Generation Identity has been promoting its ideals across Canadian universities as more and more of their posters and pamphlets have been found on campuses. These promotional pieces are often seen as racist propaganda and they have sparked the debate of free speech vs. hate speech.
The debate between free speech and censorship has always been one of the hot topics across universities. This is because the university communities bring in such a mixed crowd of students and different ideas. Part of the reason these educational establishments are so highly revered is that they are collective and cooperative in the sharing of ideas and expressions.
However, some of the things said by Generation Identity straddle the line of legality with regards to free speech. They have a lawyer who ensures they don’t promote anything illegal and try to distance themselves from Neo-Nazis, but the group has had some difficulties.
Students’ Associations at Carleton University have said that these posters promote negative attitudes towards multiculturalism, immigrants and minorities. All topics that are difficult to have negative attitudes towards when they are shared in a nation of immigrants.
Youth organization Generation Identity is a self-proclaimed ethno-nationalist group that was launched in France in 2012. They now exist within several countries, largely in Europe. With new leadership for their Canadian faction, the group has been pushing recruitment drives and promoting their ideals more openly. Across five provinces, over 100 university students of Generation Identity have helped put up thousands of posters.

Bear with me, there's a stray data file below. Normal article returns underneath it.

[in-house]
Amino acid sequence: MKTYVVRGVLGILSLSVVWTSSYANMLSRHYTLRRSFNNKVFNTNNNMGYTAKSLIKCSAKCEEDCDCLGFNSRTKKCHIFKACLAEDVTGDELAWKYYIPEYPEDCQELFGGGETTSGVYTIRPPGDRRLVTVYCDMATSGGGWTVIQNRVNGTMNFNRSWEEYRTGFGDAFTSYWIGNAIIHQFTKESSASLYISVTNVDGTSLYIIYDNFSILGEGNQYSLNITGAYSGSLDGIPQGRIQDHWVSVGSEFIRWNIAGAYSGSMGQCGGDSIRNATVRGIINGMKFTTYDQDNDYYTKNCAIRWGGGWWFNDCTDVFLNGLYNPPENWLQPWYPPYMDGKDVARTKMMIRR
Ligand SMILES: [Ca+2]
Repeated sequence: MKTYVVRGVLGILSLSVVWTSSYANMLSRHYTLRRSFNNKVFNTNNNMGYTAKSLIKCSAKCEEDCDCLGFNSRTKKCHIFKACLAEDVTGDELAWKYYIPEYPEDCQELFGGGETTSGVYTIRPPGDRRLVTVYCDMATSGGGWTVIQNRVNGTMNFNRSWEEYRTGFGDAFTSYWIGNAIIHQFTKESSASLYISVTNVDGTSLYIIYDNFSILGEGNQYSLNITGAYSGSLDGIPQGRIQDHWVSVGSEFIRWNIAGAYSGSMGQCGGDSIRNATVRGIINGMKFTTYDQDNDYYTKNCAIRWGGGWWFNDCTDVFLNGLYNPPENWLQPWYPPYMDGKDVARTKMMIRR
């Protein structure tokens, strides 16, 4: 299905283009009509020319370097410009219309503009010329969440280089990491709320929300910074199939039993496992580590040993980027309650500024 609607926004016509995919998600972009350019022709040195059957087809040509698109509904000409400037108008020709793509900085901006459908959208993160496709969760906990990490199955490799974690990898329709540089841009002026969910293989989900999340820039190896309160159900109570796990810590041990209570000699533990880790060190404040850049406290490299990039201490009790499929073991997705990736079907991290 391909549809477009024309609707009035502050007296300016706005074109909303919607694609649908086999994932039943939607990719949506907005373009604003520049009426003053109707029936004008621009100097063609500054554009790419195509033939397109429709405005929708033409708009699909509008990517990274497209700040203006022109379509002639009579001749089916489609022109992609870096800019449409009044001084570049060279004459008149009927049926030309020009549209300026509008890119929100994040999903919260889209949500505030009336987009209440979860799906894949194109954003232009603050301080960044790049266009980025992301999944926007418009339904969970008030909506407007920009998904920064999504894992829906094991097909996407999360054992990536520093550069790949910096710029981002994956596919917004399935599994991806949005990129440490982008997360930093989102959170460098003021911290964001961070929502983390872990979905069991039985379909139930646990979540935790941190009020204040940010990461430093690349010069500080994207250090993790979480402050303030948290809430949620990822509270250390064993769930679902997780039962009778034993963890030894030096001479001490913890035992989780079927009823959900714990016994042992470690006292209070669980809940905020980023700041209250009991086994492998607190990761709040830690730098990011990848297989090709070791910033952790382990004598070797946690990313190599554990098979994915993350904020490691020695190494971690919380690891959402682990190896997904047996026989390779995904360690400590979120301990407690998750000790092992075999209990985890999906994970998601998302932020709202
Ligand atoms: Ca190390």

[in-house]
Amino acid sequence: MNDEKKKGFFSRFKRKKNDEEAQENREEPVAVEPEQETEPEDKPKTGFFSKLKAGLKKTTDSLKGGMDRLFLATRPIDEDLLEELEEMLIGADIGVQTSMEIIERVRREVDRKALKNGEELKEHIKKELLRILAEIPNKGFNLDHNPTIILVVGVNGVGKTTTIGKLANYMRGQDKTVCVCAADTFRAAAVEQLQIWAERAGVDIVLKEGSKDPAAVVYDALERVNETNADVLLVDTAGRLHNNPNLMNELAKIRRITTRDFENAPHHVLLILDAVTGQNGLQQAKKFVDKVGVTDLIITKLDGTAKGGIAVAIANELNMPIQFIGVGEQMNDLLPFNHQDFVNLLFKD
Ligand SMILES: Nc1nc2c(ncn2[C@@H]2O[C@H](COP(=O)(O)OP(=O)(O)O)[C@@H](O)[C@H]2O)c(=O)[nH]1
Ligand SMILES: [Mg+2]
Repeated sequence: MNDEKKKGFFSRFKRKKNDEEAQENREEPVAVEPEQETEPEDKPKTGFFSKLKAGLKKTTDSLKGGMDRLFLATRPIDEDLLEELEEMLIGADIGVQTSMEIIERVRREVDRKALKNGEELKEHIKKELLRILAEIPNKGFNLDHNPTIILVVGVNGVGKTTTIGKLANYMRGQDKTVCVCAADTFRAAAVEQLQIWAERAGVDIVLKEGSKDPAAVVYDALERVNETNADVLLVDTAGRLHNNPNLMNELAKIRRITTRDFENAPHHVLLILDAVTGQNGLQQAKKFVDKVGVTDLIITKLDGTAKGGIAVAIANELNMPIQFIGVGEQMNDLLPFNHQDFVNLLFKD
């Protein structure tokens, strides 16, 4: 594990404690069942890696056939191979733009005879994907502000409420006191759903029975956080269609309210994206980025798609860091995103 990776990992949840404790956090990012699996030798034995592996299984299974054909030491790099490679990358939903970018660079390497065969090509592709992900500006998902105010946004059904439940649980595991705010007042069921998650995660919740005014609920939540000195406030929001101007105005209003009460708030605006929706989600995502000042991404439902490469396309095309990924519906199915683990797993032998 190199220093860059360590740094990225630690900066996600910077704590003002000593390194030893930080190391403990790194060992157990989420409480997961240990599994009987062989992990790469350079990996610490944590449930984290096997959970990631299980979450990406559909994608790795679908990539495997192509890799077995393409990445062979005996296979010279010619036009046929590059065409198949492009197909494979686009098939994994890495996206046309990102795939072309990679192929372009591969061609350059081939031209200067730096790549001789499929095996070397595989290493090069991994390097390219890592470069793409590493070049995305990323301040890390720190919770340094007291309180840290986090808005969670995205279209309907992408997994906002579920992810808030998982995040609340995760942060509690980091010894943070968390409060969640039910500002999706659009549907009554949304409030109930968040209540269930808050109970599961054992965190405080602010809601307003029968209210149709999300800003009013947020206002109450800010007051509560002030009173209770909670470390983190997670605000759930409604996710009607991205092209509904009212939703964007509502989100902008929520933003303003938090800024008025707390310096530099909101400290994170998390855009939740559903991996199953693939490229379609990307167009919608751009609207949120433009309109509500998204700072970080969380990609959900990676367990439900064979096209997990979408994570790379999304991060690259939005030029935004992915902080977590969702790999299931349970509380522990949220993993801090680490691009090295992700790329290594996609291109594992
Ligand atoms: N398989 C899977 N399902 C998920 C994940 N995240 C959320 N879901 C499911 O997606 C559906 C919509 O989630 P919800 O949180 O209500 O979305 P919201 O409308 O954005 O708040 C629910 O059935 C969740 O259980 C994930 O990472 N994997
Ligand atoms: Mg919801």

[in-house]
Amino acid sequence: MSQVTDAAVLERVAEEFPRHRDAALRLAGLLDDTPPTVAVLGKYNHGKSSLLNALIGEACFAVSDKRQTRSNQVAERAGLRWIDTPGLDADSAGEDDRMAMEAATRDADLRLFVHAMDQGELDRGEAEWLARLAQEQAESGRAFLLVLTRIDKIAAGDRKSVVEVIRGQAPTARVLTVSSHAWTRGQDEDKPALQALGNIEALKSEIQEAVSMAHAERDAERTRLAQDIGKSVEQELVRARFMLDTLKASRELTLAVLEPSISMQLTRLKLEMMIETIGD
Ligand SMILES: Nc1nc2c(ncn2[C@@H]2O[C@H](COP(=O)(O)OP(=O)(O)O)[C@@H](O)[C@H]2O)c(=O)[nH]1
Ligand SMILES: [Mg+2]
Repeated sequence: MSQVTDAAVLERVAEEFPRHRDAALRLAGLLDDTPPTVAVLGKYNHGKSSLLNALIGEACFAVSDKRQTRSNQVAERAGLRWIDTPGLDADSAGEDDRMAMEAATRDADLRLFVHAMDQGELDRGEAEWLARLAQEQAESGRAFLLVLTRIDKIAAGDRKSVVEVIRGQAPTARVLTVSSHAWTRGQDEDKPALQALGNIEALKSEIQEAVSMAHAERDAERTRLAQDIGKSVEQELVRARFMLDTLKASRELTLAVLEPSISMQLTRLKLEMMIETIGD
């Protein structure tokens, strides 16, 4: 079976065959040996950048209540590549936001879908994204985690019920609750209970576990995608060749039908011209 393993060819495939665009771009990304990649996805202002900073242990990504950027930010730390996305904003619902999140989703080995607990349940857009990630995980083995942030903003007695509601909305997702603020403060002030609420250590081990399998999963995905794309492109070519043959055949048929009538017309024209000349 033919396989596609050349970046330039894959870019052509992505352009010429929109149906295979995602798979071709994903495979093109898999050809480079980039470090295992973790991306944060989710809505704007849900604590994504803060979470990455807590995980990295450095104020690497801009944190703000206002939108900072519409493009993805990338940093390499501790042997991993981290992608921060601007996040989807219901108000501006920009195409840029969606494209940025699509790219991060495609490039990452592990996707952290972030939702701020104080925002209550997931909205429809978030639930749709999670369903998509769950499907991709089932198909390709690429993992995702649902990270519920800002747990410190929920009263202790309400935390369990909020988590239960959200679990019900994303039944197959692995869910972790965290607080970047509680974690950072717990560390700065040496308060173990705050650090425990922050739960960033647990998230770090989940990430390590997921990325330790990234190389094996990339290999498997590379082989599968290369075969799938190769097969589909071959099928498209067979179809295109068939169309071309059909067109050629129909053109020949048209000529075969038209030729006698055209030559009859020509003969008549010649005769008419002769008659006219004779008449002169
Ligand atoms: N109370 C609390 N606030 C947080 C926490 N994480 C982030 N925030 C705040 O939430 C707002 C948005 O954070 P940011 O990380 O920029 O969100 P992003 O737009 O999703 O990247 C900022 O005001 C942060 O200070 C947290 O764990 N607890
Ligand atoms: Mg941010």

In an interview with VICE, the group’s national leader said “We believe in ethno states, countries for our people, our right to be proud and preserve our culture and our traditions.” Giving only his surname, Tyler claimed that the international group’s goal is to rally like-minded youth to undo the “harm” caused by immigration-happy baby-boomers.
Many students’ unions across Canadian Universities have condemned the groups’ racist rhetoric and policies. They promote anti-Islamic rhetoric and even had a few cases of their members trying to stop immigration of refugees from entering their countries. To date, Generation Identity has not appeared on BU’s campus.